Then, recently, I have come to realize that there could be a deeper reason for their taking their own lives: lack of Self – Esteem. In order to learn new knowledge and skills, they first have to believe in themselves and trust that there is a way out, and are willing to try. Without confidence and beliefs, they would not reach out. Even if the resources are there, they won’t be able to recognize and seize it.
Continue reading *The views expressed by our authors are personal opinions and do not necessarily reflect the views of the CCPA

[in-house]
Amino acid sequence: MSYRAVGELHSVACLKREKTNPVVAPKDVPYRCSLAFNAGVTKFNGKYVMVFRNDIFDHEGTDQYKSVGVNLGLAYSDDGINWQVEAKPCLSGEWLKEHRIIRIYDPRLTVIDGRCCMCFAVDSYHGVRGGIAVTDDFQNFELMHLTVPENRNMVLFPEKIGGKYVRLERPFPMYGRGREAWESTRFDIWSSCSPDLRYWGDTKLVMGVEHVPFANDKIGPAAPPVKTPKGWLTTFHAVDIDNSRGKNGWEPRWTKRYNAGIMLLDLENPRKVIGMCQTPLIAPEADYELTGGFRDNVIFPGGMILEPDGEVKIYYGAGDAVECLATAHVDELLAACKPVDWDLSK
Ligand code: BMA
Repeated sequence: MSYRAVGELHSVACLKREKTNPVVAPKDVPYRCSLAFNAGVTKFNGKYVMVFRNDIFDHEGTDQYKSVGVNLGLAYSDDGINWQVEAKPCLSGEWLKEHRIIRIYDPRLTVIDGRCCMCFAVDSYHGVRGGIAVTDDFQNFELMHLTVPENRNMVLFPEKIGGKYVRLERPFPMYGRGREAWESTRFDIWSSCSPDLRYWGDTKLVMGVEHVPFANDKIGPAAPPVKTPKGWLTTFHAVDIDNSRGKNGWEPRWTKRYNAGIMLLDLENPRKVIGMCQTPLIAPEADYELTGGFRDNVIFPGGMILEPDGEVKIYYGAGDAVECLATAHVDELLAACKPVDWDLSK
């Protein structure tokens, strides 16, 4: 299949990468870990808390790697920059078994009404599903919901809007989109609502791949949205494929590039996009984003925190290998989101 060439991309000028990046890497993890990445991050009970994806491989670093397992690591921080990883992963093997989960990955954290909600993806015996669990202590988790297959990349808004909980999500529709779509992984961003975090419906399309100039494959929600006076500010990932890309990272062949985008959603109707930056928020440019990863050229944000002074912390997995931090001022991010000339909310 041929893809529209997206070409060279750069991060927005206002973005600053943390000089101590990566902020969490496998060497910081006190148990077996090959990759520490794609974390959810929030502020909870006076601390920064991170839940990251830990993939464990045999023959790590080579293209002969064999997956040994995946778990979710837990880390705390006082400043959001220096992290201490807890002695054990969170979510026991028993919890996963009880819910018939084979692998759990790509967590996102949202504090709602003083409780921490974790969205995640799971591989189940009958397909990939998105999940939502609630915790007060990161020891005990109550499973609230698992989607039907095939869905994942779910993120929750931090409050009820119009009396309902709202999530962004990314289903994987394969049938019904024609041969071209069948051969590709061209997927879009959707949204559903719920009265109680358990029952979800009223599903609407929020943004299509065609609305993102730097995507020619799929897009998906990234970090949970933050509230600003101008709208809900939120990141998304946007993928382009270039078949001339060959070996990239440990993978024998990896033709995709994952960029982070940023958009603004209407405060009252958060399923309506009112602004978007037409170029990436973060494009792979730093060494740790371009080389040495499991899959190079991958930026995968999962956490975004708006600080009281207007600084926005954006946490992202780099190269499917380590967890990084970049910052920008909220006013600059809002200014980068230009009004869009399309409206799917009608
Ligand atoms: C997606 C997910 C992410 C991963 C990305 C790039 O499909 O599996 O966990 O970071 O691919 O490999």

There are many things that influence our well-being, but family culture is one of the most important factors determining mental and emotional health. The protective factor of having close family nearby to help you, to give advice, to guide or even to set you right, can be like an oak tree: solid, comforting and shady with deep roots that help keep you anchored. Sometimes it can be grandma’s understanding nod or smile, a sibling’s moral support or a parent’s quiet presence that helps you stay psychologically hardy. Turning towards loving family can be a buffer when facing difficult life situations and sometimes an effective enough alternative to psychotropic medications. The latest research on addictions treatment also points to strong family support as an indicator for successful rehab therapy, over-riding the significance of chemical hooks. People who enjoy this extra cushioning stay resilient and don’t need counselling.